(09-14-2019, 02:18 PM)Sgt_Rock Wrote: Ok - just checked on the bunker/pillbox/trench values. Yes, the values are wrong for Japan '45 - Olympic. We got them right for Japan '46 Coronet so its just a matter of fixing this for the next update.
The Bunker Defense is 40 when it should be 10. The Pillbox defense is 60 when it should be 20.
Also I noted that the Elevation Modifier is -25 when it should only be -10.
All something for a future update.
(09-20-2019, 12:11 PM)Green Wrote:
(09-12-2019, 02:10 PM)Strela Wrote: Guys,
Let us check the bunker values and get back to you. This was not a deliberate design decision to make them tougher, and if anything they were an issue due to insufficient concrete being available.
That said, you will notice a paucity of bunkers & pillboxes in this title for that exact reason. This was not Hitlers West Wall and the Japanese did not start to fortify their coast line until very late in the war. By that time there was shortages of everything.
If this is correct then does it make sense that bunkers are relatively easy to build during play? The parameter data has a bunker prob. of 2.5% per turn. This is high compared to normal and in a medium or larger size scenario allows for a number to be constructed. In the medium size scenario I have been playing my opponent built three in less than 30 turns. In a campaign of 195 turns the number that could be built would be considerable. If building bunkers was so easy, wouldn't they have built more prior to the invasion?
Given the current erroneous bunker values, this ability shifts the balance in favor of the Japanese in anything other than small scenarios. A bunker on an objective hex would make it all but unattainable for the Allied player. But since we have just had an update I assume it will be a long time before there is another. While I can just change the .pdt file, it seems odd to me to expect players to do this.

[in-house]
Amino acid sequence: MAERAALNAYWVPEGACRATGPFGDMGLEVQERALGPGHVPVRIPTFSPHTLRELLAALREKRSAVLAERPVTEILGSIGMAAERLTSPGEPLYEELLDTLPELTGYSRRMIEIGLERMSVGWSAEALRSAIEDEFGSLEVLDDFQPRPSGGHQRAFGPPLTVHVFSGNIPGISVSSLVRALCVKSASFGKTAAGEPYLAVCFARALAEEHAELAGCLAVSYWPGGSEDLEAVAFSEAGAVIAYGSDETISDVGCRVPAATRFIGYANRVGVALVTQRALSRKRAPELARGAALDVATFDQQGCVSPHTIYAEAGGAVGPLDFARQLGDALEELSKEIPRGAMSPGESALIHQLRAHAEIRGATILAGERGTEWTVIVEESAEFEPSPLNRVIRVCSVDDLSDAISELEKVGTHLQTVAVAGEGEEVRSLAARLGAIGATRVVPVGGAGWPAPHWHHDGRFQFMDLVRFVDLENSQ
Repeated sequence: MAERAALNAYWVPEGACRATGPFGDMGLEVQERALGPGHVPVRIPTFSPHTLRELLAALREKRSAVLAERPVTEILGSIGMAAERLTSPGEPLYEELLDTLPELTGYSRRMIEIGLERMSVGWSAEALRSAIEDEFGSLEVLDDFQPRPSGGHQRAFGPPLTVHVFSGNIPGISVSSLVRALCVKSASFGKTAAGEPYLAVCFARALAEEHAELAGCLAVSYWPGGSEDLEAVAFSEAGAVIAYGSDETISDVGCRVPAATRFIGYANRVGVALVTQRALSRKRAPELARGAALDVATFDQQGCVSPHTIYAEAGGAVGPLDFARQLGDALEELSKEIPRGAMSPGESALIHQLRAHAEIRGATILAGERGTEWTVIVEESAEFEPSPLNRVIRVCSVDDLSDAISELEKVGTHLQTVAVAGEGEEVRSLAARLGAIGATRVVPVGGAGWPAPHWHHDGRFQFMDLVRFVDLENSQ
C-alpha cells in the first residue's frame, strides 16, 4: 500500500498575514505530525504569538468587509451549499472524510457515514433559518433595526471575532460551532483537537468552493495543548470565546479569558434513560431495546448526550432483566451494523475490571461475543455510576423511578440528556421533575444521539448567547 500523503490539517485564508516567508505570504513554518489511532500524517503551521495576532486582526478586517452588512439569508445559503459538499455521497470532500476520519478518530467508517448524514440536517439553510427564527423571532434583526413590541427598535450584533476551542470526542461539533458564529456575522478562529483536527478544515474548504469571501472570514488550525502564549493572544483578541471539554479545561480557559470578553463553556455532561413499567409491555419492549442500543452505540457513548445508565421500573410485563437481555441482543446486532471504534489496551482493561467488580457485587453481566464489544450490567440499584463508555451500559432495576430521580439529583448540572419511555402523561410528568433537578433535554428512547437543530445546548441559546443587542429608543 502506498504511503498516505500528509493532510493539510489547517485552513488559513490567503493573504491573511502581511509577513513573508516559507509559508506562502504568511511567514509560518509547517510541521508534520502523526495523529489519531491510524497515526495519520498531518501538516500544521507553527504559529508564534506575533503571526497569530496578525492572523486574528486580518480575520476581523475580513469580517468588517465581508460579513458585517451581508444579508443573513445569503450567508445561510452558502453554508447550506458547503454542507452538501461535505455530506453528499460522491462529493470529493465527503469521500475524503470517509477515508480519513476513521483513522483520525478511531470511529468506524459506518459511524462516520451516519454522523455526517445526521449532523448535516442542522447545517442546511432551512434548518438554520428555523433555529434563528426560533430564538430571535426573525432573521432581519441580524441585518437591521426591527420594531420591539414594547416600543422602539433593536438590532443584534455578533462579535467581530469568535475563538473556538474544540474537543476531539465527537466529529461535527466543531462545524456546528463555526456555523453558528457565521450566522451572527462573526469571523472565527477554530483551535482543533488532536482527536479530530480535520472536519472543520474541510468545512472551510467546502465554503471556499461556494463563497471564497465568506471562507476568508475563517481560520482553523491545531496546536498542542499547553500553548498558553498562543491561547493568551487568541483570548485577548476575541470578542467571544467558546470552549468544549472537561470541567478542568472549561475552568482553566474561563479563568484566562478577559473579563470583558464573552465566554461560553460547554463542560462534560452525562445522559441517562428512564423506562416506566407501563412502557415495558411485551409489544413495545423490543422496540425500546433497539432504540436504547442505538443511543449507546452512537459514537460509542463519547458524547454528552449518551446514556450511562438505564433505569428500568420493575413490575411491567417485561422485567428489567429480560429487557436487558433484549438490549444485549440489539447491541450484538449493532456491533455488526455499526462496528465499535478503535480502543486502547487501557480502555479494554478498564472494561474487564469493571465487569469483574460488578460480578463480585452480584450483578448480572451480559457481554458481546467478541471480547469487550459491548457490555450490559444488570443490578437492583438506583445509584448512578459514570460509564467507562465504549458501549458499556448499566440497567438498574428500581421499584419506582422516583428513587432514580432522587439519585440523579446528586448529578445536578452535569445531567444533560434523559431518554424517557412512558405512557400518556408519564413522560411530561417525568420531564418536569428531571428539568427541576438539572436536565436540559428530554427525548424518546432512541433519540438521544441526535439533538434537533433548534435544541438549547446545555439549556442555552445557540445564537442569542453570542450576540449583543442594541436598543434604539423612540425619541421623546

Even with the correct bunker values, the ability to build bunkers so readily will have a significant impact on balance. My assumption is that this ability was not used during playtesting or the incorrect bunker values would have been noticed. So perhaps the bunker prob. value needs to be reduced, maybe even to zero, so that it does not cause balance issues?
Also, I see that the Range Effect Value is set to 1, in the parameter data. Was this deliberate? Seems unusual to have no range effect.
I located an interesting .ppt presentation titled; "Japanese Defenses and Fortifications Tarawa, Iwo Jima and Okinawa 1943-45"
and these statements:
* "Material shortages of concrete and steel was due to diversion to fortifications of the Home Islands and mandated territory such as Iwo Jima."
* Large sand-covered concrete bunkers that housed command HQs and coastal guns were at Tarawa.
* Pre-fabricated steel pillboxes were erected on-site at Tarawa.
* Reinforced (with rebar) concrete bunkers were used at Iwo Jima.
* Pillbox caves were used at Okinawa reinforced with logs, rocks and earth.
I believe it is a serious oversight not to have Japanese bunkers in many (all?) of the Japan '45 scenarios. Historically, the Japanese were diverting concrete and steel construction materials from their outer island defenses to the Home Islands. Look at the formidable Japanese defenses that were constructed at Iwo Jima, Tarawa, and Okinawa. Would not (at least) that same level of defense fortifications be constructed to defend the Home Islands?
Historically, bunkers, pillboxes and other significant fixed defensive structures were built prior to battle so from a Japan '45 standpoint, it makes most sense for the Japanese to have bunkers defending "some" objectives at scenario start and to NOT allow the building of bunkers in game.
But, with the incorrect bunker values, players really should not build bunkers (either side)... since as noted earlier it will shift the balance to the Japanese who can build bunkers on objective hexes and make them unattainable by the Americans and unbalance other scenarios.
So, what are players to do?
Regards, Mike / "A good plan violently executed now is better than a perfect plan executed next week." - George S. Patton /